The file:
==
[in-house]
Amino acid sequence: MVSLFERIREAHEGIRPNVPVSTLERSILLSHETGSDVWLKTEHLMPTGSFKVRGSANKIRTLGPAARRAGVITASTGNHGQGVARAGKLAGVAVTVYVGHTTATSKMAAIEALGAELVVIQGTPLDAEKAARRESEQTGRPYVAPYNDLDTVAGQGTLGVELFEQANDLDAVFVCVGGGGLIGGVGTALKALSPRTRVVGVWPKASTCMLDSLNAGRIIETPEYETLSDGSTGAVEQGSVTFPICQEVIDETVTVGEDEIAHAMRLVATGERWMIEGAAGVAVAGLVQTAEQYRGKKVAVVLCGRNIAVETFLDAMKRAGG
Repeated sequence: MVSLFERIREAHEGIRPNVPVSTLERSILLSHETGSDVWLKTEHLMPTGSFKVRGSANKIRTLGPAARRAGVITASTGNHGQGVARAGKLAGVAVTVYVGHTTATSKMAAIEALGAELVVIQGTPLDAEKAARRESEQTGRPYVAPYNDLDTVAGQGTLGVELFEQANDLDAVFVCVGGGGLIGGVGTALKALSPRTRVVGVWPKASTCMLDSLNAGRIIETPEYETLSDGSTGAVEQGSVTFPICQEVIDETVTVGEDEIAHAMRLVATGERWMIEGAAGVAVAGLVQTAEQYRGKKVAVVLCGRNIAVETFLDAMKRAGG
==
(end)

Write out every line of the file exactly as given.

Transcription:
[in-house]
Amino acid sequence: MVSLFERIREAHEGIRPNVPVSTLERSILLSHETGSDVWLKTEHLMPTGSFKVRGSANKIRTLGPAARRAGVITASTGNHGQGVARAGKLAGVAVTVYVGHTTATSKMAAIEALGAELVVIQGTPLDAEKAARRESEQTGRPYVAPYNDLDTVAGQGTLGVELFEQANDLDAVFVCVGGGGLIGGVGTALKALSPRTRVVGVWPKASTCMLDSLNAGRIIETPEYETLSDGSTGAVEQGSVTFPICQEVIDETVTVGEDEIAHAMRLVATGERWMIEGAAGVAVAGLVQTAEQYRGKKVAVVLCGRNIAVETFLDAMKRAGG
Repeated sequence: MVSLFERIREAHEGIRPNVPVSTLERSILLSHETGSDVWLKTEHLMPTGSFKVRGSANKIRTLGPAARRAGVITASTGNHGQGVARAGKLAGVAVTVYVGHTTATSKMAAIEALGAELVVIQGTPLDAEKAARRESEQTGRPYVAPYNDLDTVAGQGTLGVELFEQANDLDAVFVCVGGGGLIGGVGTALKALSPRTRVVGVWPKASTCMLDSLNAGRIIETPEYETLSDGSTGAVEQGSVTFPICQEVIDETVTVGEDEIAHAMRLVATGERWMIEGAAGVAVAGLVQTAEQYRGKKVAVVLCGRNIAVETFLDAMKRAGG